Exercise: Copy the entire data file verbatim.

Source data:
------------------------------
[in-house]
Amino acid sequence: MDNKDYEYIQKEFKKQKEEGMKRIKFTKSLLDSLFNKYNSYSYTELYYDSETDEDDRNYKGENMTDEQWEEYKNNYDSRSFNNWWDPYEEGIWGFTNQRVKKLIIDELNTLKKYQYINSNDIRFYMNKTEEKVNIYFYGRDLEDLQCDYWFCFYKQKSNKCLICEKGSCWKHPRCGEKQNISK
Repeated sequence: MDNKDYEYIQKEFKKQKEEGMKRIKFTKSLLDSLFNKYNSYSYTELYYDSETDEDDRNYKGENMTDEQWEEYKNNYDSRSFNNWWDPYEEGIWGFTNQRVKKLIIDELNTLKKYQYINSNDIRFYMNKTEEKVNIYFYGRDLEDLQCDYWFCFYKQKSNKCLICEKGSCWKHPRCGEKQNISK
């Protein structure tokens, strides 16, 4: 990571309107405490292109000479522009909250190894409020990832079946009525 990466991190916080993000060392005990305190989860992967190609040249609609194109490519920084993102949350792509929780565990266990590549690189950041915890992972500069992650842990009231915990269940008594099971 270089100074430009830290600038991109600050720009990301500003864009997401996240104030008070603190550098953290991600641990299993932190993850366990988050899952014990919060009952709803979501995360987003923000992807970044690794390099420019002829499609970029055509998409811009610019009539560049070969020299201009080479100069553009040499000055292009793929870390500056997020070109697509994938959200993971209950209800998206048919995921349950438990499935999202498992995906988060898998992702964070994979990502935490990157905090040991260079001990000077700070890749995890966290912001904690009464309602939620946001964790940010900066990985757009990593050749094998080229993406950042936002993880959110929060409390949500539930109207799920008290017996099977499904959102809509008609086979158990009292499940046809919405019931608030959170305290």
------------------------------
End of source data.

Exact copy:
[in-house]
Amino acid sequence: MDNKDYEYIQKEFKKQKEEGMKRIKFTKSLLDSLFNKYNSYSYTELYYDSETDEDDRNYKGENMTDEQWEEYKNNYDSRSFNNWWDPYEEGIWGFTNQRVKKLIIDELNTLKKYQYINSNDIRFYMNKTEEKVNIYFYGRDLEDLQCDYWFCFYKQKSNKCLICEKGSCWKHPRCGEKQNISK
Repeated sequence: MDNKDYEYIQKEFKKQKEEGMKRIKFTKSLLDSLFNKYNSYSYTELYYDSETDEDDRNYKGENMTDEQWEEYKNNYDSRSFNNWWDPYEEGIWGFTNQRVKKLIIDELNTLKKYQYINSNDIRFYMNKTEEKVNIYFYGRDLEDLQCDYWFCFYKQKSNKCLICEKGSCWKHPRCGEKQNISK
């Protein structure tokens, strides 16, 4: 990571309107405490292109000479522009909250190894409020990832079946009525 990466991190916080993000060392005990305190989860992967190609040249609609194109490519920084993102949350792509929780565990266990590549690189950041915890992972500069992650842990009231915990269940008594099971 270089100074430009830290600038991109600050720009990301500003864009997401996240104030008070603190550098953290991600641990299993932190993850366990988050899952014990919060009952709803979501995360987003923000992807970044690794390099420019002829499609970029055509998409811009610019009539560049070969020299201009080479100069553009040499000055292009793929870390500056997020070109697509994938959200993971209950209800998206048919995921349950438990499935999202498992995906988060898998992702964070994979990502935490990157905090040991260079001990000077700070890749995890966290912001904690009464309602939620946001964790940010900066990985757009990593050749094998080229993406950042936002993880959110929060409390949500539930109207799920008290017996099977499904959102809509008609086979158990009292499940046809919405019931608030959170305290």